Feeling Stuck? How to See More Options
"Strikingly, resilient people not only cultivate positive emotions in themselves to cope, but they are also skilled at eliciting positive emotions in others.” Barbara Fredrickson
Sometimes life can feel overwhelming because our world is changing at an ever increasing pace. Sometimes I get stuck. To make great choices, we need great options but sometimes our brain blinds us and we experience tunnel vision under pressure. When you understand how your brain works, there are some practical strategies you can use to break through barriers.
Sometimes Your Brain Can Work Against You
Designed for survival, when we experience fear our brain blocks out all distractions and, with laser-like precision, we focus on the perceived threat. This can be helpful if the other guy has a knife. Our eyes dilate, our heart rate increases, we breathe faster, and we tune out all distractions. We are ready for action: fight or flight. Only two choices. There is no time for debate. This ability to narrow our vision can be lifesaving in the right situation. But, it can also get us in trouble. Consider the guy who is walking down the street hanging his head in discouragement. Plodding along, he walks head first into a very unforgiving and immovable lamppost. Tunnel vision has its drawbacks.
If You Know How, You Can Make Your Brain Work for You
What about positive emotions? How do they impact our brains? Barbara Fredrickson, a professor in the department of psychology at the University of North Carolina at Chapel Hill, developed the “Broaden and Build Theory” to describe the impact of positive emotions. She says, “Positive emotions broaden an individual’s momentary thought–action repertoire: joy sparks the urge to play, interest sparks the urge to explore, contentment sparks the urge to savor and integrate, and love sparks a recurring cycle of each of these urges within safe, close relationships.”1 In other words, when we experience positive emotions, we see more options. Positive emotions promote the discovery of new and creative ideas and they build social bonds which build our resources. Like a wide-angle lens for the brain, positive emotions expand our view. Fredrickson says, “… when positive emotions are in ample supply, people take off. They become generative, creative, resilient, ripe with possibility and beautifully complex.”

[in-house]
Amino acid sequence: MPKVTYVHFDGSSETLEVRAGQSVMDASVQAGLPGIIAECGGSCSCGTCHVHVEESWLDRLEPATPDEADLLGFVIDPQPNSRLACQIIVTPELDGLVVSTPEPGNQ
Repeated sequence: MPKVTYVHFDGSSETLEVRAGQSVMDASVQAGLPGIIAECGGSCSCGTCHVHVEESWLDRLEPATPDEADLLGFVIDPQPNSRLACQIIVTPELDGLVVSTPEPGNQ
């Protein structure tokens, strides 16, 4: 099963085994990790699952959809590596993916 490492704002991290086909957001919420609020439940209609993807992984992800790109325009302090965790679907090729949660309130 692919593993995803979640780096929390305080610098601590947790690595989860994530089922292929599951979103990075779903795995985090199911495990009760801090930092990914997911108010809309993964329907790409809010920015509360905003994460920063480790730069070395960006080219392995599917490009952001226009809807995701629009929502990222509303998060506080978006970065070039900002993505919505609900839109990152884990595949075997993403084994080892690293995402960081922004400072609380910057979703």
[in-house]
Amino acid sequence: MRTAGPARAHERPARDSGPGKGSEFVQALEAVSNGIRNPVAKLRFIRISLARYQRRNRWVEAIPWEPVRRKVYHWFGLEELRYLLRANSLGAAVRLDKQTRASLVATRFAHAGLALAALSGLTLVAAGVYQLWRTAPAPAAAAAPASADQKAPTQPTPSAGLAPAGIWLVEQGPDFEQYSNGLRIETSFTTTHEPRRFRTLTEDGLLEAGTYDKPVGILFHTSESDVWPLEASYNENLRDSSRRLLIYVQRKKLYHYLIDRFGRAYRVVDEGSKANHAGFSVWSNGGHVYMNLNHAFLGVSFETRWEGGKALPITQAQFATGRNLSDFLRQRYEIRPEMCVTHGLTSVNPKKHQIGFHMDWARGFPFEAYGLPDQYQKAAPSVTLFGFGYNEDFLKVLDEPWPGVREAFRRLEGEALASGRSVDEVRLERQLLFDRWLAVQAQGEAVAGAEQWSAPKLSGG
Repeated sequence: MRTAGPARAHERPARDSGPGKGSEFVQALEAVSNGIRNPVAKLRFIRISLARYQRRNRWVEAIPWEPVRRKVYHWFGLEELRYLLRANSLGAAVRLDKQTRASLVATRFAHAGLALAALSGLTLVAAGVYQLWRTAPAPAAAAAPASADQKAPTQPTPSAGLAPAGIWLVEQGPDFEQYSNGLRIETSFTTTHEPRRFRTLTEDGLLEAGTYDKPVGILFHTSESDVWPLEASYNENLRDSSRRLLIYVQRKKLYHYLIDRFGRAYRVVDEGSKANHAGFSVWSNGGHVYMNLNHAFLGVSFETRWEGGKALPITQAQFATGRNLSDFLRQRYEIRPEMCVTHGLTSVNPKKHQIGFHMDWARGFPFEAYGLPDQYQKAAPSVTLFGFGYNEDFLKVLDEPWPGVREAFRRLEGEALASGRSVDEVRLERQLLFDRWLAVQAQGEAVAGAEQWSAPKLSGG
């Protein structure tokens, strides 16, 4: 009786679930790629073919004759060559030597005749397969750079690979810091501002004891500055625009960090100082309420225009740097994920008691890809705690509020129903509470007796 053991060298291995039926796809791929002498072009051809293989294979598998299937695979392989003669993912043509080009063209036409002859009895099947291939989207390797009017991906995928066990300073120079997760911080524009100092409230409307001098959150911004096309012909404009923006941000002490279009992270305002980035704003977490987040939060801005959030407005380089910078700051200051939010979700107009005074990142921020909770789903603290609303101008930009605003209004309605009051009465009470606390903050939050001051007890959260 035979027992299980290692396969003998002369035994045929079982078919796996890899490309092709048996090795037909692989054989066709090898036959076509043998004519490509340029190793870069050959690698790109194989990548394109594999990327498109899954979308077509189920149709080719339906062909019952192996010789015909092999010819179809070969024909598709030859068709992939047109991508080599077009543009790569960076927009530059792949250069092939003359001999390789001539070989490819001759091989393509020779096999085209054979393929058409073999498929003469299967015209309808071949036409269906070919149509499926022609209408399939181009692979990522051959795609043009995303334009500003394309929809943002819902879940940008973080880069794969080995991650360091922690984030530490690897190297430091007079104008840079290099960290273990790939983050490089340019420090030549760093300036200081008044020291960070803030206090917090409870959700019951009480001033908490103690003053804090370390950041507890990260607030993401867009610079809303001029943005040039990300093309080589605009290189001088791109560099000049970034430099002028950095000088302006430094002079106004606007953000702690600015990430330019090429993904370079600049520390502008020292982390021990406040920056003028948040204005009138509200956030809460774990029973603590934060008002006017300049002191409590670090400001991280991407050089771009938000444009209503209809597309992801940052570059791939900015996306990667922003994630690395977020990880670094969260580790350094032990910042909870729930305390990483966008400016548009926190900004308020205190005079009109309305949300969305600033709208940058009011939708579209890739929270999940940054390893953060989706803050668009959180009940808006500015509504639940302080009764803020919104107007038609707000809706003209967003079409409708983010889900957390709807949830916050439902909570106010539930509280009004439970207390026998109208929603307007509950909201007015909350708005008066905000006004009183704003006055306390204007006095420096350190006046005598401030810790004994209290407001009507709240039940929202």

Positive Emotions: Do We Have a Choice?
You may think, “How in the world am I supposed to experience positive emotions when times are tough?” but we do have a choice. Really. Here are five strategies I’ve trench-tested:
- Name the emotion: Pay attention to your emotion and give it a specific name: “I’m feeling angry.” “I’m feeling sad.”
- Claim your choice: Most of the time, you can either stop the situation, put it on pause, or avoid it altogether.
- Tame your reaction: Use mindfulness to widen the gap between what happens and how we respond. Remember the words of Auschwitz survivor Viktor Frankl: “Between stimulus and response there is a space. In that space is our power to choose our response. In our response lies our growth and our freedom.” A great place to start with the practice of mindfulness is the smartphone app called “Calm”.
- Frame your perception: The internal dialogue we use to describe our circumstances can be pivotal. The words we ponder directly impact our emotions. We can frame difficult experiences from a wide range of perspectives: Anywhere from the idea that a challenge is a sure sign we are cursed to the perspective it is an experience from which we can learn.
- Aim for gratitude: We can celebrate even during tremendous loss. Research has proven that keeping a gratitude journal (where you write three things each day you are grateful for and take the time to savor them) increases happiness. I use the smartphone app “The 5 Minute Journal” daily.
Five steps: Name, claim, tame, frame, and aim. Cultivate positive emotions and you will see the world differently. You will discover more options and increase your ability to break through barriers when times are tough.